Marian warned us this could happen again. However, he also provided the way to prevent this from ever happening. It is not a good idea to be passive. 

Eva Schloss MBE (left) is the step-sister of Anne Frank, Honorary President of the Anne Frank Trust UK, and survivor of Auschwitz

Eva Schloss MBE (left) is the step-sister of Anne Frank, Honorary President of the Anne Frank Trust UK, and survivor of Auschwitz

Eva Schloss (left) said she was 'deeply grateful' to the Duchess of Cornwall for showing support to the Anne Frank Trust

Eva Schloss (left) said she was ‘deeply grateful’ to the Duchess of Cornwall for showing support to the Anne Frank Trust

“Ladies, gentlemen! Let us not stand by injustice and prejudice. Our personal values can be measured in the extent to which we will ignore things.

Let us learn from Holocaust victims and the subsequent genocides. We must keep these stories alive in order to ensure that every generation is ready to confront hatred in its worst forms.

Let us remember the wise words and advice Anne Frank wrote as a young child at 14: “What has been done can’t be undone but one can try to prevent it from happening again.” 

Among the other guests were the daughter of murdered MP Sir David Amess, and cricketer Azeem Rafiq, who has spoken out about racism within his sport.   

Guest speaker Dame Joanna Lumley (left) described the day as 'unforgettable', and said meeting Eva Schloss was a 'privilege'. She is believed to be friends with Camilla

Joanna Lumley, guest speaker (left), described the day in a way that was “unforgettable” and stated that meeting Eva Schloss was an “privilege”. Camilla is thought to be her friend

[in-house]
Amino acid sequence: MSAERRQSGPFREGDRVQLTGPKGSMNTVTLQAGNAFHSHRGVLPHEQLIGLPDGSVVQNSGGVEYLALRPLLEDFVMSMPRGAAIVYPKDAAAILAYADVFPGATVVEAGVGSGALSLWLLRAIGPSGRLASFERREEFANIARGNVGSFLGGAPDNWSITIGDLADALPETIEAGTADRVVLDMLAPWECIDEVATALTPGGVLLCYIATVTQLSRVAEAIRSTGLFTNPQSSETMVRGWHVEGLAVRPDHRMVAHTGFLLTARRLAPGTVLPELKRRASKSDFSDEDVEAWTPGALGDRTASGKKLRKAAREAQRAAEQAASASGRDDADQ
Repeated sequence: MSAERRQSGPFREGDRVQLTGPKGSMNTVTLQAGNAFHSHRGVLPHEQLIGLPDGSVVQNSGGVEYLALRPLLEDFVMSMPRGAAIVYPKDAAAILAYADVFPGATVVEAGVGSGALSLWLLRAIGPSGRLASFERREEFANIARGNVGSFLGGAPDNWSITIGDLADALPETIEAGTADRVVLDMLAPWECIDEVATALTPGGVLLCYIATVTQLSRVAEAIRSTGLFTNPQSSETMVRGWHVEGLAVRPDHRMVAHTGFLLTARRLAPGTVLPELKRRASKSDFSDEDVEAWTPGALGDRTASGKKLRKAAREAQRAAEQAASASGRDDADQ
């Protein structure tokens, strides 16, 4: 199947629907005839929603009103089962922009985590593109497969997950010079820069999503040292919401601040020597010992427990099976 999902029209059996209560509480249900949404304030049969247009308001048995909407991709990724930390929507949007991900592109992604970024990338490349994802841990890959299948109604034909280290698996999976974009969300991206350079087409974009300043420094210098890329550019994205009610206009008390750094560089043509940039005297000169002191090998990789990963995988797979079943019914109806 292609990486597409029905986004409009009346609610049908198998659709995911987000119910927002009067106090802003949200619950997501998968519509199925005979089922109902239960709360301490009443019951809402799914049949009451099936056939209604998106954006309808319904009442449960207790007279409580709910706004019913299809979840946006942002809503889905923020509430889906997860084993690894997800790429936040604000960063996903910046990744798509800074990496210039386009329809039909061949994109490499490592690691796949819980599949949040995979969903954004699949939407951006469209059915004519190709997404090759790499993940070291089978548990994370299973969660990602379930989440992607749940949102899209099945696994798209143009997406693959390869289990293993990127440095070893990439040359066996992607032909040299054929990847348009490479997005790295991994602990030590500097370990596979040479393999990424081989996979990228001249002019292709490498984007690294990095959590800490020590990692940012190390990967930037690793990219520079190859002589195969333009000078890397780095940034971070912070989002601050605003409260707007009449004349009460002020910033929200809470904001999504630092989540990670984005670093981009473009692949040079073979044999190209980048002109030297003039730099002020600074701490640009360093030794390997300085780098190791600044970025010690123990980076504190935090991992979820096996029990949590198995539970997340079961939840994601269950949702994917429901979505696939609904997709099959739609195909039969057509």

Actor Joanna Lumley has previously spoken about filming at charity video with Charles and Camilla at their London residence Clarence House, praising the couple for being welcoming

Joanna Lumley, actress has spoken before about filming at Charles and Camilla’s London home Clarence House for charity. She praised the couple for their welcoming nature.

 Additionally, schoolchildren from Dundee, London and Rotherham who have been trained as anti-prejudice ambassadors by the Anne Frank Trust were present.

They shared the trailer of a movie they had made, in which they shared their experiences with prejudice. 

Film will be available on Holocaust Memorial Day, January 27.  They also presented the Duchess of Cornwall with a copy of Anne Frank’s diary. 

What’s Holocaust Memorial Day?

On January 1, the entire world commemorates six million Jews, and other minorities, who died in the Holocaust.

The Holocaust is also called the Shoah (in Hebrew) and refers to the Holocaust as directed by Hitler’s Nazi party.

The Soviets liberated Auschwitz, a concentration camp located in present-day Poland on January 27, 1945.

The Soviets had arrived eight months prior to the war’s end. Many were on a death march, and there was 7,000 dead and sick people left.